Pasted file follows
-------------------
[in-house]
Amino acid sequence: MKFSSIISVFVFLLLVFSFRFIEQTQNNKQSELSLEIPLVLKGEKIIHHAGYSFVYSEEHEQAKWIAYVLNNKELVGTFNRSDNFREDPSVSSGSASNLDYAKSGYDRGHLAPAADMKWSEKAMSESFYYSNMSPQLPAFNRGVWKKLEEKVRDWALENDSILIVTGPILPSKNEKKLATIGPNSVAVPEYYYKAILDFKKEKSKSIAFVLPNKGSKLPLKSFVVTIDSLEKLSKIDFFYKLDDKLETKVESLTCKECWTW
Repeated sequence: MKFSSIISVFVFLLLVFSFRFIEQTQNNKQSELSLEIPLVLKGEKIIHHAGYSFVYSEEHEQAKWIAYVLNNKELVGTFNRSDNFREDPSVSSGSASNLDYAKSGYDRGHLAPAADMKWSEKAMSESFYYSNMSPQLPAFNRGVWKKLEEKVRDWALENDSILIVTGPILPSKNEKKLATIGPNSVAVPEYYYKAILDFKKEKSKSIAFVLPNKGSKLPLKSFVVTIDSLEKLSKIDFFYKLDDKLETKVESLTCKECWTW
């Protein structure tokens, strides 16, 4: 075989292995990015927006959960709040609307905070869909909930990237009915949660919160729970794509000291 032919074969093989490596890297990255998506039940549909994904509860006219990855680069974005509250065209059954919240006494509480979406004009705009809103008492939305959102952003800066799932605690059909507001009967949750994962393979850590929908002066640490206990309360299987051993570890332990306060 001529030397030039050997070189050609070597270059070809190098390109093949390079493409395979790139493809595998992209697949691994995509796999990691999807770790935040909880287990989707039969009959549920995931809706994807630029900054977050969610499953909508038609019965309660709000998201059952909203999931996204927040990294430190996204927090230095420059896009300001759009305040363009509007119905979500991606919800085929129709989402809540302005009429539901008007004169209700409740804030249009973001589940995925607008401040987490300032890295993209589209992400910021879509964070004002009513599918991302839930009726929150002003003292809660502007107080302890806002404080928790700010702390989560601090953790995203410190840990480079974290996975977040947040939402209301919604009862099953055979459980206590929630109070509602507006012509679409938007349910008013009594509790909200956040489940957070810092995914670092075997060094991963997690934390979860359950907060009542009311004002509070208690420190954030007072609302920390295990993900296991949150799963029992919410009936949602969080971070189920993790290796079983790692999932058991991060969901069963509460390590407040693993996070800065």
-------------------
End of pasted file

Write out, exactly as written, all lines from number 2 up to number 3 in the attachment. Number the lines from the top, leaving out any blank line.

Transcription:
Amino acid sequence: MKFSSIISVFVFLLLVFSFRFIEQTQNNKQSELSLEIPLVLKGEKIIHHAGYSFVYSEEHEQAKWIAYVLNNKELVGTFNRSDNFREDPSVSSGSASNLDYAKSGYDRGHLAPAADMKWSEKAMSESFYYSNMSPQLPAFNRGVWKKLEEKVRDWALENDSILIVTGPILPSKNEKKLATIGPNSVAVPEYYYKAILDFKKEKSKSIAFVLPNKGSKLPLKSFVVTIDSLEKLSKIDFFYKLDDKLETKVESLTCKECWTW
Repeated sequence: MKFSSIISVFVFLLLVFSFRFIEQTQNNKQSELSLEIPLVLKGEKIIHHAGYSFVYSEEHEQAKWIAYVLNNKELVGTFNRSDNFREDPSVSSGSASNLDYAKSGYDRGHLAPAADMKWSEKAMSESFYYSNMSPQLPAFNRGVWKKLEEKVRDWALENDSILIVTGPILPSKNEKKLATIGPNSVAVPEYYYKAILDFKKEKSKSIAFVLPNKGSKLPLKSFVVTIDSLEKLSKIDFFYKLDDKLETKVESLTCKECWTW